Kenneth H. Brown Has Finally Been Released from “The Brig”

Playwright Kenneth H. Brown (1936-2022) passed away a month ago, but as with my recent Howard Hesseman post, I thought I’d save an obit for his impending D.O.B, which is today. And another theme recurs. Brown’s last years echo those of Leonard Melfi, whom we wrote about just a few days ago.

Like Melfi, Brown was an important founder of the indie theatre movement. He was best known for his 1963 play The Brig, one might even say, exclusively known for it, hence one of the multiple meanings of the title of this post. The Brig was inspired by Brown’s time as a U.S. Marine. It was less an anti-war play (Vietnam hadn’t yet heated up) than an anti-military play, a protest against regimentation and institutional cruelty…and then, by implication, anti-war. (Stanley Kubrick would later put those two pieces together beautifully in Full Metal Jacket). Judith Malina and and Julian Beck of The Living Theatre got it, absolutely. Their premiere production of the play won multiple Obie awards and was considered one of the founding works of the Off-Off Broadway movement. It was nominated for a Pulitzer and is mentioned in every American theatre history textbook. Jonas Mekas made a film out of it the following year. I saw the Living’s 2007 revival around the same time I interviewed Malina for the Village Voice. (It was like sitting at the feet of a guru, and I’m sure she was used to that feeling.)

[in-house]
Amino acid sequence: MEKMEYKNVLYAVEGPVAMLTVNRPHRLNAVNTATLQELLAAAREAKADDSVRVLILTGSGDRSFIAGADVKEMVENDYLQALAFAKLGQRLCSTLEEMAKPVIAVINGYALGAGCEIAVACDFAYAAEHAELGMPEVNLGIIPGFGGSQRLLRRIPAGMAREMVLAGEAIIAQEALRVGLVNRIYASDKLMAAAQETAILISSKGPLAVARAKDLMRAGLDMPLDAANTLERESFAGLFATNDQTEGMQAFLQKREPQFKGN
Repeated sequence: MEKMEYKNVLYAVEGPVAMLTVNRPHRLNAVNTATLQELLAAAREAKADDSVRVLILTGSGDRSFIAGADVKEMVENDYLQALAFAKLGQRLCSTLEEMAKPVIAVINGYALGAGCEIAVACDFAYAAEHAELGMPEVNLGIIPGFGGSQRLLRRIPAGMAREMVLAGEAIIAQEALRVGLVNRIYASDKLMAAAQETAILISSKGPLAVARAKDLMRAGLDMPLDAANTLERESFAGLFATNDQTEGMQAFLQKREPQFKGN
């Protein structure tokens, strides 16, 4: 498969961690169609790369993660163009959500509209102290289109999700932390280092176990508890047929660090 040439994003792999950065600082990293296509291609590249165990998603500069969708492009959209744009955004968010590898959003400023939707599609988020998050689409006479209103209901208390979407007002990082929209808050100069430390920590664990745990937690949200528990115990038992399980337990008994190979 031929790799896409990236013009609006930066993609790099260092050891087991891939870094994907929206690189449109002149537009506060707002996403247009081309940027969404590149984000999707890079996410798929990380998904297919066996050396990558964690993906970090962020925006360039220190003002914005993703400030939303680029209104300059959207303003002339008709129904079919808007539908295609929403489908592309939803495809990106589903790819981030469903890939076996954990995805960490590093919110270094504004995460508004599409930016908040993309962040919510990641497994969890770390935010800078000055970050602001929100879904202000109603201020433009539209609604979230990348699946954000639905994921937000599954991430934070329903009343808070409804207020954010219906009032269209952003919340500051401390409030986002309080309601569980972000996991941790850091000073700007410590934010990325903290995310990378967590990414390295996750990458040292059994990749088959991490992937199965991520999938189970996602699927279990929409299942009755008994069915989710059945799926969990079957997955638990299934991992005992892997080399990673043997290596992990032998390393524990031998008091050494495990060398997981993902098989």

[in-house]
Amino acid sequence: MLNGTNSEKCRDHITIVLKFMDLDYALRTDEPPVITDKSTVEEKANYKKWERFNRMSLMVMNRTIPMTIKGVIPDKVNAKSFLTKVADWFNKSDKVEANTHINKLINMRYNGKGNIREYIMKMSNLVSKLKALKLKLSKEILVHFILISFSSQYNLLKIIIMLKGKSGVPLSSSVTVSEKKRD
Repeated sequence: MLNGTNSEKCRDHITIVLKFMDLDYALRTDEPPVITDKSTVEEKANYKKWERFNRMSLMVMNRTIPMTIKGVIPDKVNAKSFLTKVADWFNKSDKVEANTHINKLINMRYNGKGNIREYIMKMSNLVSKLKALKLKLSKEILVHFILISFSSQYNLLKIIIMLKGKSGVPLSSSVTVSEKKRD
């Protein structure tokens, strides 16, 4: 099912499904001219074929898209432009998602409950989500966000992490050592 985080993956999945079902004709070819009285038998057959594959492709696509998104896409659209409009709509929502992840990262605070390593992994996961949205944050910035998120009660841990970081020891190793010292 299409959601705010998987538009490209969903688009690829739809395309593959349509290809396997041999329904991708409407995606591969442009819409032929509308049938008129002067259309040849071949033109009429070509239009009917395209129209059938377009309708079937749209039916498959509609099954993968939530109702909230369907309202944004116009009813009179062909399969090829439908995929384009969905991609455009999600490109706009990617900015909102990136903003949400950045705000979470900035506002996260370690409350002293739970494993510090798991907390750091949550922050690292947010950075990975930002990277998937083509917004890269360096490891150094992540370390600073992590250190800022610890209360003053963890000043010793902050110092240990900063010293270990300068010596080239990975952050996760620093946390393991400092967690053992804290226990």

But Brown? He wrote many plays and much fiction over the ensuing decades, and continued to be published and produced, but never again made the same kind of splash. By 2019 he was living alone, ill (recovering from cancer), 83 years old, and getting by on a fixed income. That year, he was robbed of a $1,500 check and had to resort to a GoFundMe campaign to make ends meet. He arbitrarily set a goal of $5,000, and was only able to raise $3,000. One of the donors was Jean-Claude Van Italie, who also passed away last year.

I’d like to think a civilized country would know how to take care of a cultural figure so significant that he is written about in textbooks, so that he wouldn’t have to, um, ya know, beg? In what way is a fate like that different from a punishment?